What is Gelato?

What is gelato

What is gelato? Maybe the real question is… if it looks this good, do you care?

No matter the season or region, there’s one Italian food that never fails to please: gelato.

But what exactly is this Italian answer to ice cream? Where did it come from? And what makes it so different (and delicious!)?

First, frozen treats aren’t new. Even in the times of ancient Rome, Italians ate confections made of ice or snow. (One recipe given in the 4th-century cookbook Apicius includes setting cooked meats and vegetables into a meat jelly, cooling the whole concoction, and serving it sprinkled with snow. Maybe not such a crowd-pleaser today).

Anything closer to what we know as modern gelato, though, seems to have been developed during the Renaissance. Florence’s Boboli Gardens still have an ice-house built by the Medici in 1612, and a 1595 banquet in the city featured sculptures made out of sorbet. By the late 17th century, ice cream seems to have taken off. A recipe book even was printed in Naples, still one of the best places in Italy to try gelato, with a variety of delicious sorbet ideas, from ice cream thickened with candied pumpkin to gelato flavored with lemon blossom water. By the 19th century, we all screamed for ice cream — and in Italy, gelato (meaning “something frozen”) became the accepted word for the frozen treat.

Italian gelato or ice cream

Gelato: Always a crowd-pleaser!

So if gelato just means “frozen,” what is gelato today… and why does it taste so different from the ice cream elsewhere?

First, traditional gelato has way less butterfat. About 4 to 8 percent of gelato is butterfat, compared to 14 percent for ice cream in the United States. That means gelato freezes less solidly than ice cream (and it’s actually served about 10 to 15 degrees warmer than ice cream), so it melts in your mouth faster.

Second, gelato has a much higher density. To make ice cream, producers mix cream, milk, sugar — and then add air, which increases volume, and water, which increases weight. But all that air and water makes for a much less-flavorful sweet. In Europe, meanwhile, regulations prevent you from that kind of process, called “overrun.” In Italy, you can’t legally increase an ice cream’s weight with water and volume with air. (That said, you can buy an industrial “mix,” add flavors, put it in stainless steel trays, and call it “artisanal”).

Finally, most commercial ice creams elsewhere are made for long-term storage. (That’s why they’re more fully frozen and have a higher fat content). Gelato, though, is frozen quickly in small batches. That means it’s much fresher and higher-quality — and that truly artisanal gelato has to be eaten within a couple of days of being made.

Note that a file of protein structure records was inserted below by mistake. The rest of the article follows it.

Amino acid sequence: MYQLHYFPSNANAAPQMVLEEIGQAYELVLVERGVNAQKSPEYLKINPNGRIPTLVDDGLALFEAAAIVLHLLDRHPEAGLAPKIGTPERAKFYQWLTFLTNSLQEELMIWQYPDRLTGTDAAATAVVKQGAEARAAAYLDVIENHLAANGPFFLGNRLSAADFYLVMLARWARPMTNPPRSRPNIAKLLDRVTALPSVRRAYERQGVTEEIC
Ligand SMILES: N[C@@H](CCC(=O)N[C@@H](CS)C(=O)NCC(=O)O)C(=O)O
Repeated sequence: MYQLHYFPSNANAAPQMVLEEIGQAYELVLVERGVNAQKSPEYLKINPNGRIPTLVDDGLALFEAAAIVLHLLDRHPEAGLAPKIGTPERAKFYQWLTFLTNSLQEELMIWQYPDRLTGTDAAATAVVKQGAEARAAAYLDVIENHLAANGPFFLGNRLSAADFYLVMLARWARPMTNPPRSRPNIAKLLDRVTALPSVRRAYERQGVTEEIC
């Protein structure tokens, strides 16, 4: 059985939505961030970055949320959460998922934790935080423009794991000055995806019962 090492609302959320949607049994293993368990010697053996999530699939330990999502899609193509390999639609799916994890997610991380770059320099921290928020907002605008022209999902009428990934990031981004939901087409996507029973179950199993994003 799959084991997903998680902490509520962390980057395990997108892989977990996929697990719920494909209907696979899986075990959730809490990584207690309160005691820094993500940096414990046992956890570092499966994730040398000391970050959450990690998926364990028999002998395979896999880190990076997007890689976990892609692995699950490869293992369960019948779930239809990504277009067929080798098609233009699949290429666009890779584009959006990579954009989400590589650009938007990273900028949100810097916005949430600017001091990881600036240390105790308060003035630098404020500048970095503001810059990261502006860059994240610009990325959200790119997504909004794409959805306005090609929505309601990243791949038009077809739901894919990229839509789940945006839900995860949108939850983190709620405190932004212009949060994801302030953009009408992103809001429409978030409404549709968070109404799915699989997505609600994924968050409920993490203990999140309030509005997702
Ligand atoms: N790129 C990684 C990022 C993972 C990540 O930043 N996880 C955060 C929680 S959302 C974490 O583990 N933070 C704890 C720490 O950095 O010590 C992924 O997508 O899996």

Find out here where can you actually try Italy’s best gelato!

Don’t miss our Walks Traveler video on everyone’s other favorite frozen treat, granita, below!

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8 Responses to What is Gelato?

  1. Anne Golembeski June 9, 2011 at 4:16 pm #

    However gelato is made it’s delicious! In Aviano, Il Gelato, Coppa Nocioloso. Yum.

  2. Nicholas March 14, 2013 at 5:23 pm #

    I really wish I had not been dog-sick when I was in Rome. Couldn’t keep down a bite, not even gelato :(
    By sheer coincidence, the same thing happened the next time I had gelato in Mumbai.
    I’m looking to make a really good experience of it here in Toronto, wonder where?

Trackbacks/Pingbacks

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    [...] Whether it’s the heat of summer or the dead of winter, we always like the excuse to go for a gelato. And no, gelato isn’t just “ice cream.” It has way less butterfat (4 to 8 percent, compared to 14 percent for American ice cream), meaning it freezes less solidly than ice cream and melts in your mouth faster. And it’s not whipped with air and water, as with ice cream elsewhere, so it’s more flavorful. (Here’s more on what gelato really is). [...]

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    [...] Best for last? Made from milk, heavenly cream, sugar and flavoring, it doesn’t get any sweeter. Gelato contains little or no air, has about 10-15% more sugar than American ice cream and it must contain at least 3.5% butterfat, which makes it less solid than ice cream. I haven’t had enough gelato in my life. BUT while in Europe, I had gelato homemade by an Italian mother who had a gelato-making machine. It was delicious maple nut gelato. I could have eaten the whole container in one sitting, but since I was a guest, I refrained. (For more detailed info, check out this blog). [...]

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